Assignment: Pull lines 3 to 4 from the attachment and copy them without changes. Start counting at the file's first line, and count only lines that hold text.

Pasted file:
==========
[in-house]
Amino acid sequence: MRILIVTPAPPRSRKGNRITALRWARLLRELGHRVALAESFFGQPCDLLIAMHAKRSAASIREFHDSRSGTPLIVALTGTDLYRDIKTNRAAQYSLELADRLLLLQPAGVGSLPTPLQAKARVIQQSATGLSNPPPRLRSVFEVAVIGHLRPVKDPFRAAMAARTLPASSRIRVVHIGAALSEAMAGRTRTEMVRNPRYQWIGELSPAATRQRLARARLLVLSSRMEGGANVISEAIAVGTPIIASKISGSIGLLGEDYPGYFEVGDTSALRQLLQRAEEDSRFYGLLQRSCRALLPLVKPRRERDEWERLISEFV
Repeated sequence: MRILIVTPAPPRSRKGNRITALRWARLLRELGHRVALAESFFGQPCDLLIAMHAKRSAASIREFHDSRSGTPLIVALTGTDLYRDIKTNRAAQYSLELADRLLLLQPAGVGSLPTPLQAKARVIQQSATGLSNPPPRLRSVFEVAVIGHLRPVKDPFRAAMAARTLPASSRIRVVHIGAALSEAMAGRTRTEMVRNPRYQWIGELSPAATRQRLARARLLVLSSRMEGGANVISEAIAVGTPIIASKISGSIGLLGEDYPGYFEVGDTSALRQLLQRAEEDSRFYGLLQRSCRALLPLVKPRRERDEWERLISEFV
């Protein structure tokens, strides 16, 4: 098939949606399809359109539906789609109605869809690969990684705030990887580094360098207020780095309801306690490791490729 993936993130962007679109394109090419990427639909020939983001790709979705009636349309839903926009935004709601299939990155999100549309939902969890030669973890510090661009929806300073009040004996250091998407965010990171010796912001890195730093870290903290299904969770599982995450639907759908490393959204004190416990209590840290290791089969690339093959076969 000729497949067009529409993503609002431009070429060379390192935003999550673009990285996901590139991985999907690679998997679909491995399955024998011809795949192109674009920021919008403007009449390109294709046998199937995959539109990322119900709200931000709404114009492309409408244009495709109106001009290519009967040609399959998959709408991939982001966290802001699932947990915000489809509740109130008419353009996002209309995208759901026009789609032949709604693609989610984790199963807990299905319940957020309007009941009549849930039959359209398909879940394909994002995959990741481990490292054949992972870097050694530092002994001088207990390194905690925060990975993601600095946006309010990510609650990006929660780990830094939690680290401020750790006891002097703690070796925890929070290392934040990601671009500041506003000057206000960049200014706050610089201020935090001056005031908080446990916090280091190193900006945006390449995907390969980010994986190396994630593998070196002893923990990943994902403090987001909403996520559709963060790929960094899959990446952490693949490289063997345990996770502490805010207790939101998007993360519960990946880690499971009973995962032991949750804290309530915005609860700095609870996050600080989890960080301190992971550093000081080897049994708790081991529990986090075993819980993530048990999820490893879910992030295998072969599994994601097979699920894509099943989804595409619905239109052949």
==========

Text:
Repeated sequence: MRILIVTPAPPRSRKGNRITALRWARLLRELGHRVALAESFFGQPCDLLIAMHAKRSAASIREFHDSRSGTPLIVALTGTDLYRDIKTNRAAQYSLELADRLLLLQPAGVGSLPTPLQAKARVIQQSATGLSNPPPRLRSVFEVAVIGHLRPVKDPFRAAMAARTLPASSRIRVVHIGAALSEAMAGRTRTEMVRNPRYQWIGELSPAATRQRLARARLLVLSSRMEGGANVISEAIAVGTPIIASKISGSIGLLGEDYPGYFEVGDTSALRQLLQRAEEDSRFYGLLQRSCRALLPLVKPRRERDEWERLISEFV
């Protein structure tokens, strides 16, 4: 098939949606399809359109539906789609109605869809690969990684705030990887580094360098207020780095309801306690490791490729 993936993130962007679109394109090419990427639909020939983001790709979705009636349309839903926009935004709601299939990155999100549309939902969890030669973890510090661009929806300073009040004996250091998407965010990171010796912001890195730093870290903290299904969770599982995450639907759908490393959204004190416990209590840290290791089969690339093959076969 000729497949067009529409993503609002431009070429060379390192935003999550673009990285996901590139991985999907690679998997679909491995399955024998011809795949192109674009920021919008403007009449390109294709046998199937995959539109990322119900709200931000709404114009492309409408244009495709109106001009290519009967040609399959998959709408991939982001966290802001699932947990915000489809509740109130008419353009996002209309995208759901026009789609032949709604693609989610984790199963807990299905319940957020309007009941009549849930039959359209398909879940394909994002995959990741481990490292054949992972870097050694530092002994001088207990390194905690925060990975993601600095946006309010990510609650990006929660780990830094939690680290401020750790006891002097703690070796925890929070290392934040990601671009500041506003000057206000960049200014706050610089201020935090001056005031908080446990916090280091190193900006945006390449995907390969980010994986190396994630593998070196002893923990990943994902403090987001909403996520559709963060790929960094899959990446952490693949490289063997345990996770502490805010207790939101998007993360519960990946880690499971009973995962032991949750804290309530915005609860700095609870996050600080989890960080301190992971550093000081080897049994708790081991529990986090075993819980993530048990999820490893879910992030295998072969599994994601097979699920894509099943989804595409619905239109052949």